Glossy Talk: Girlfriend magazine's friendlier new image

Glossy Talk: Girlfriend gets a new, girl-friendlier image in light of Voluntary Industry Code of Conduct on Body Image

Girlfriend magazine editor Sarah Cornish is walking the talk on body image with a relaunch of her teen title to coincide with the Voluntary Industry Code of Conduct launched by Minister for Youth Kate Ellis in June.

Cornish was a part of the National Advisory Group on Body Image and also front and centre at the press call for the launch of the resulting initiatives which "encourage media, fashion and advertising industries to promote more positive body image messages" through support for the Voluntary Industry Code of Conduct.

In addition to a refreshed masthead, the re-design of sections, layouts and fonts and a new cover-mount strategy, Girlfriend aims to comply with the Code of Conduct with a strict new body image policy covering everything from the selection of models published within the magazine to retouching guidelines. These include:

- The removal of images of models modelling catwalk (runway) from the pages of
Girlfriend;
- Banning the Photo-shopping of body shape, size, hair colour or permanent marks
(moles, freckles, scars, lines, tattoos);
- An ongoing commitment to using more real girls as models;
- And the promotion of positive role models and banning of celebrities who readers
identify as having poor body image.

Additionally, the new-look August issue out on Wednesday will give purchasers the option of an "I am beautiful" or "I am strong" necklace, which signifies the first of a series of girl-positive gifts to be cover-mounted over successive issues to tie in with the magazine's "I Am Beautiful" body image campaign.

In a press release, Cornish states, "The youth market has always valued innovation, and we’re excited to deliver Girlfriend readers a fresh, creative product which, more than ever, offers greater editorial substance and real understanding of the teen issues of today."

I'm in two minds about the "banning of celebrities with poor body image": by all means, present teens with healthy role models, and subtly omit celebs who might influence girls negatively, but what constitutes/measures poor body image exactly and what does it say to girls about accepting each other, and themselves, if these celebrities are singled out and shunned?

Still, all credit to Girlfriend for getting a jump start on the Voluntary Industry Code, which comes into play later this year and will allocate the body-image friendly symbol to compliant media through an awards scheme overseen by Mia Freedman. Big tick!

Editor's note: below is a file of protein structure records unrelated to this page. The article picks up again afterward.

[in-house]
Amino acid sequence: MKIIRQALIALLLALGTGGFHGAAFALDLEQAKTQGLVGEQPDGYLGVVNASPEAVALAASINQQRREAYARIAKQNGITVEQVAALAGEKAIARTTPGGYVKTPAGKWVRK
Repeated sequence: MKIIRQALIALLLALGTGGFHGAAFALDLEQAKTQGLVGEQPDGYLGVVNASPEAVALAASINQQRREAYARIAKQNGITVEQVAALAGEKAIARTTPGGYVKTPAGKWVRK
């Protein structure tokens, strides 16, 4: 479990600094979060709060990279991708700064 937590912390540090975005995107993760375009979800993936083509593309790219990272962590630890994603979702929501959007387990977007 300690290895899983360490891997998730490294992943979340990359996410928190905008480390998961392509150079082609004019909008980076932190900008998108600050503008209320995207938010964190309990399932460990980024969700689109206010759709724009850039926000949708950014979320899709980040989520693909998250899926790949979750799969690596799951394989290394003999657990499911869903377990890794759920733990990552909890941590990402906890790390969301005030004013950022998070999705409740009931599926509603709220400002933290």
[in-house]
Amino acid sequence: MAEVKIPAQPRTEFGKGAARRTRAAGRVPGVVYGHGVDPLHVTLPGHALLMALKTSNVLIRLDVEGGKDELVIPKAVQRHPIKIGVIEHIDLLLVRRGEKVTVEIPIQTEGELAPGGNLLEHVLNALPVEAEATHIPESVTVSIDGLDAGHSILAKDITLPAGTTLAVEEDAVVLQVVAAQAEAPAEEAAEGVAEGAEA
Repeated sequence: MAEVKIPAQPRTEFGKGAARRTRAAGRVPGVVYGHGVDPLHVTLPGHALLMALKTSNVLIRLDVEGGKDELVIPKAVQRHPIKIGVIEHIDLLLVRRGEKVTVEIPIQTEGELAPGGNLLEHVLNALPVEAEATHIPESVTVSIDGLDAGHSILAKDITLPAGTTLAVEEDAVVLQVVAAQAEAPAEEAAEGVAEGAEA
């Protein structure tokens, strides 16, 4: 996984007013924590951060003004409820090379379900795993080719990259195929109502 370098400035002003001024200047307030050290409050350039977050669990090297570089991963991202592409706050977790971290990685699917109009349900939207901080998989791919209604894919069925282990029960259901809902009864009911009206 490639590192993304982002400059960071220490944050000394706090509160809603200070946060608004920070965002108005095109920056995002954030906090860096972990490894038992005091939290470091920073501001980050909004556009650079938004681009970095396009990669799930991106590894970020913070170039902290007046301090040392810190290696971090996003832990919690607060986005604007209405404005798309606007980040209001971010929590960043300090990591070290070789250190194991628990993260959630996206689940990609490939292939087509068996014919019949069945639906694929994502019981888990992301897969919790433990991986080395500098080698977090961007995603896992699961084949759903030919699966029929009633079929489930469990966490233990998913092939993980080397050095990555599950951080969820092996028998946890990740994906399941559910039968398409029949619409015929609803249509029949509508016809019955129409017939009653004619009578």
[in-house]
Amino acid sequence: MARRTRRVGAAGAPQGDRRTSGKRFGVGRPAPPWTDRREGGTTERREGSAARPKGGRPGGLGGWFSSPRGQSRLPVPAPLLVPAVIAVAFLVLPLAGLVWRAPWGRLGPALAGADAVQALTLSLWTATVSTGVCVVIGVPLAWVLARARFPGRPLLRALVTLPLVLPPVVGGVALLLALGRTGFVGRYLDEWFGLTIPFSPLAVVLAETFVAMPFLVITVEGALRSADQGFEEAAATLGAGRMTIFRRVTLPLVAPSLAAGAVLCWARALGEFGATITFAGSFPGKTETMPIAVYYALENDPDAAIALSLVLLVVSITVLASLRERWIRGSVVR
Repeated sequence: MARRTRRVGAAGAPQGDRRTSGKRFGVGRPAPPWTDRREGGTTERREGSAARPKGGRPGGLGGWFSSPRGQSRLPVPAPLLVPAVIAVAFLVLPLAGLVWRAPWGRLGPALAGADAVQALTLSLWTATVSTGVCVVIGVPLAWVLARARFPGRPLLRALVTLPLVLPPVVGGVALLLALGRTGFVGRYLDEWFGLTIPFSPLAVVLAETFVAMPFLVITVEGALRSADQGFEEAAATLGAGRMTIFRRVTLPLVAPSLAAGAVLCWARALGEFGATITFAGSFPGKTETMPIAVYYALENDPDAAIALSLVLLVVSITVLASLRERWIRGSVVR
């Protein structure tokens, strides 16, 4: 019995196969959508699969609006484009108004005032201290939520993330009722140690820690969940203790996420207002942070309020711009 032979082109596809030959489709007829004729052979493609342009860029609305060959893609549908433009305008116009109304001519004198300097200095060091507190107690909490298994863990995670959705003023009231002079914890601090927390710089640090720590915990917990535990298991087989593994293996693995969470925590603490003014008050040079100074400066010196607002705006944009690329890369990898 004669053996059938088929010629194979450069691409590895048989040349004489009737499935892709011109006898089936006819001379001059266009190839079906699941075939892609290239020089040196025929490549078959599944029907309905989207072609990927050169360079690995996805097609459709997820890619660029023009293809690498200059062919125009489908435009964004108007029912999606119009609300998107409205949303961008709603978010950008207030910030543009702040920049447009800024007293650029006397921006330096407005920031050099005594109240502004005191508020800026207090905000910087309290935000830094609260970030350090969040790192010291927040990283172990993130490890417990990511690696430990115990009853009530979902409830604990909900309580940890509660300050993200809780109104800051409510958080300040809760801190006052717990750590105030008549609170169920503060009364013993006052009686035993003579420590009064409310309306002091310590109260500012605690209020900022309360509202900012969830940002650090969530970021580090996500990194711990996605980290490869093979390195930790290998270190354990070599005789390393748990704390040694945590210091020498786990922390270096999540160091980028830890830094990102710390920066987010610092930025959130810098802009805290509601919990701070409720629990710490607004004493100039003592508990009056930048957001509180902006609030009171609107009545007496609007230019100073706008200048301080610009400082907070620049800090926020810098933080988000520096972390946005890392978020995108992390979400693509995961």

See also:
ACP's Australian Beauty Awards + Industry Code of Conduct on Body Image
Kate Ellis' launch speech

Yours truly,
Girl With a Satchel

8 comments:

Megan said...

Good on Girlfriend for getting on board.

Even though its an optional thing to do, I think all mags should do it.

However, I can see why they wouldn't.

Bunny said...

The celebrities that readers identify as having poor body image part jumped out at me as problematic too.

It makes it very easy for readers to target another group (very thin celebrities) for exclusion on the basis of having 'poor body image, when - a) very thin is a natural body shape for some people, and b) like you said, who is to say that these people don't have really healthy positive body image?

But otherwise, it is a really good move. Go Girlfriend!

Anonymous said...

It's a shame Girlfriends "refresh' appears to be more of a 'lets copy' Dolly, same look and using exactly the same font.

Julie said...

Big tick indeed! Well done Girlfriend.

Anonymous said...

Looks great! Very fresh.

Anonymous said...

I find it quite amusing that their 'refresh' required a skinner logo.

Anonymous said...

Maybe we shouldn't automatically assume 'poor body image' translates into "skinny girls"...

also, judge a book by its cover much? I'm going to wait to see the whole mag before making an opinion on it's new look.

Scarlett Harris said...

I agree with you, Erica, when you ask why celebrities with "bad body image" should be singled out. What even constitutes bad body image? Someone like Heidi Montag, who is obviously a sad and tragic little girl trapped inside a made-for-Hollywood body. Maybe Montag should be held up as a role model to caution girls that changing the way you look on the outside won't change who you are/how you feel on the inside. What about Lily Allen, who has made many a cover appearance on the mag, and it's ACP counterpart, Dolly. She has openly admitted to hating her body and obviously has an unhealthy relationship with food, but she sings cool songs, so it's okay, right?
Maybe someone like Ricki-Lee is someone Girlfriend thinks has positive body image, which is evidently not the case according to last week's Who cover.
I would encourage Girlfriend to start a dialogue regarding who their readers think are positive celeb role models and why, because it's not all black and white for everyone.
And yes, the "singling out" of said bad role models just facilitates the whole conundrum.